Wednesday, 19 April 2017

April 19th Strumpshaw Fen

April in the UK is often a strange month. Sometimes it is warm, but most often it is wet and full of April showers. But sometimes, the weather can change back to how it was a few months ago in winter. So to wake up and heading into the city to catch my train to Brundall with frost first thing in the morning today was nothing unusual. What was unusual, however, was seeing a man run past you on city street at 6:30am on this chilly morning wearing nothing but a pair of boxers, a green clowns wig with a flower pot and some sort of balloon flower thing on top of it and a pair of joke glasses. He was either preparing for the London marathon or totally insane or perhaps even both. Whichever it was, it was quite a bizarre start to my day.

Cetti's Warbler
When I eventually arrived at Strumpshaw, the warm spring-like weather that we've been experiencing in the past few weeks had returned. I had a quick peek outside the blind beside Reception Hide and saw a kingfisher before it took off at the sight of me. I then made a brief stop at Fen Hide, seeing marsh harriers and Cobber the black swan. Then I heard a cuckoo calling somewhere in the direction of the river again, so I went to check it out. Just like last week, I was unable to locate one. When I got to the river trail, it had stopped calling. At least the Cetti's warblers and other warbler species were showing well, but not all of them would sit still long enough for me to take a photo. I also heard three separate bursts from a booming bittern.
Willow Warbler
Sedge Warbler
Cobber the Black Swan
Great Crested Grebe

Seven-spot Ladybird
While making my way back for my shift, I found another of my targets, a seven-spot ladybird. This small red, spotty beetle is on my list mainly because it is one of the UK's most popular insects. It is also an insect that has a big part in Norfolk's culture. Long ago, the Norfolk dialect was once almost like a foreign language and had many strange and often funny-sounding words that were used to call a variety of things. One of the strangest of all and the most well known of these was bishy-barney-bee, which is used to call a ladybird (or ladybug if you're American). Sadly, most of these funny Norfolk words are now mostly forgotten and rarely used. The reason is probably because people are now fully educated in English using proper words and not these Norfolk words and so they started to die out. But bishy-barney-bee and a few other words are still sometimes used now and then.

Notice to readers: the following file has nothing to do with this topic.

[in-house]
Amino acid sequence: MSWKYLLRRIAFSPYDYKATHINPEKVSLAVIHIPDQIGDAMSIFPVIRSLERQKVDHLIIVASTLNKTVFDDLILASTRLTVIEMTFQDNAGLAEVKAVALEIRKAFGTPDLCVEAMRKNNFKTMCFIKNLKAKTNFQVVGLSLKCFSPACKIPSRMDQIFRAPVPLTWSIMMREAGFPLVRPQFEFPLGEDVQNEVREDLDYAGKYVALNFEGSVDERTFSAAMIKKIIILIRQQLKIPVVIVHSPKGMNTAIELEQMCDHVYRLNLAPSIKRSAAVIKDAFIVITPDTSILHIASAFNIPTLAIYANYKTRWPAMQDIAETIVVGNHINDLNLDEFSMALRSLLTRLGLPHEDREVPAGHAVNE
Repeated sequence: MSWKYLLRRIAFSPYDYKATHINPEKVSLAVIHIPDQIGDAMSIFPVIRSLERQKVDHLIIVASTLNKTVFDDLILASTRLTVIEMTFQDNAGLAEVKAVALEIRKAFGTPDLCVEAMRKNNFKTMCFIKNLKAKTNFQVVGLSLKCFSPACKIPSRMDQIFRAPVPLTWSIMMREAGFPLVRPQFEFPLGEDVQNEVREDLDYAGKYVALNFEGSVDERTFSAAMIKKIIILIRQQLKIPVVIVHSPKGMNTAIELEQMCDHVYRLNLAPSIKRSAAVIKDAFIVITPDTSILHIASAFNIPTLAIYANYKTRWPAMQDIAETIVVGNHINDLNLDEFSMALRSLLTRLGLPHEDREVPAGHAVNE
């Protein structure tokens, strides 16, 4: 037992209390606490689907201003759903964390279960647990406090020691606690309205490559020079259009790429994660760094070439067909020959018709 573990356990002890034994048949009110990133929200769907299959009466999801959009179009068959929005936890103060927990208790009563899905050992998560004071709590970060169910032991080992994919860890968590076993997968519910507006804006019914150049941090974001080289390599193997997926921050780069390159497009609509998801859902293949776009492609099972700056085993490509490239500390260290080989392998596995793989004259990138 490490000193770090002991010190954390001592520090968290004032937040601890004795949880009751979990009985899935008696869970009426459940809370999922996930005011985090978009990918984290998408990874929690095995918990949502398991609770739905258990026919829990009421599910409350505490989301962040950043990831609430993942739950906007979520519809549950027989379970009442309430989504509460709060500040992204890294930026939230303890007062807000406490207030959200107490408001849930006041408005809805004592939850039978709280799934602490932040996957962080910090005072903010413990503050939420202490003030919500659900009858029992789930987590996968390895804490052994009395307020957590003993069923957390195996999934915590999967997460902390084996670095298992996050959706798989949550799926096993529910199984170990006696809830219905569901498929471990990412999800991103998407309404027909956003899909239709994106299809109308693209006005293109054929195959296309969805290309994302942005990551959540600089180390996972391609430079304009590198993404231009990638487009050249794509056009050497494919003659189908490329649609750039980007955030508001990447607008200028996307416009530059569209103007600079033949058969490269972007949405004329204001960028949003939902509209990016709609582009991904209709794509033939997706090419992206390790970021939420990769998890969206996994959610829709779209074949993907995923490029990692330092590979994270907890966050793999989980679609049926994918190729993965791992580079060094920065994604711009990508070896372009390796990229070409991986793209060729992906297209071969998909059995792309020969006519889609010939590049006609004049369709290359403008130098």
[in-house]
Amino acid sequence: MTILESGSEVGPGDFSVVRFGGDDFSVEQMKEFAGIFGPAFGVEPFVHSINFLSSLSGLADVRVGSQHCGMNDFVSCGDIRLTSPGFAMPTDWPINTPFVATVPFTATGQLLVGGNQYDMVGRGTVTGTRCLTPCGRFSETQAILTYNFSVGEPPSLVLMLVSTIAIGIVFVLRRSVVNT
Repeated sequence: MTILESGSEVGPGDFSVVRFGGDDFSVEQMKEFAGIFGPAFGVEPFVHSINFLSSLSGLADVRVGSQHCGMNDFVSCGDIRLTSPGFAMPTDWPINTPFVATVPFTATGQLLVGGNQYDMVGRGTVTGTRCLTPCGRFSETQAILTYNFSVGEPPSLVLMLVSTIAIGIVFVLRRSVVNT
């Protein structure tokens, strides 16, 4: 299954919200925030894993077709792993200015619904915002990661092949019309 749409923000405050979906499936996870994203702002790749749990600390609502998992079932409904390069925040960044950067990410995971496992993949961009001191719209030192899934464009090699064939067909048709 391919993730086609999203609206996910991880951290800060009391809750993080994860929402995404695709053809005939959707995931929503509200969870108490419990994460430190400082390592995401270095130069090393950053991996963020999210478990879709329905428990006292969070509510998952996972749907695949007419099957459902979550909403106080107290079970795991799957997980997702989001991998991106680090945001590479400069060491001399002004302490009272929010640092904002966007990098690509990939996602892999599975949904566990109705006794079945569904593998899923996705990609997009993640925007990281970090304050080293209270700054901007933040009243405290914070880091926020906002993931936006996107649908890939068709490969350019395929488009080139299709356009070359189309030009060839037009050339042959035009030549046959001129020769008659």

Mallard with ducklings
Back at Reception Hide, spring has fully established itself after that wintery start as there were two female mallards parading ducklings around the broad. They both have roughly 6-7 of these small fluffy babies. How many will survive is anyone's guess. As well as ducklings, there were also butterflies and swallows on the wing, a pair of Egyptian geese making a lot of noise, a lizard sunning itself on a stump in front of the hide, a green woodpecker making a brief bouncy flight over the broad and, perhaps the strangest sight since the near-naked fool running past me earlier, a Chinese water deer swimming while followed by a gaggle of greylags! I swear, this day was weird but wonderful.

Chinese Water Deer
Chinese Water Deer swimming!
Blue Tit
Green-veined White
Holly Blue
Common Lizard
Egyptian Goose
Black-headed Gull
Marsh Harrier
Pied Wagtail
Common Carder Bee

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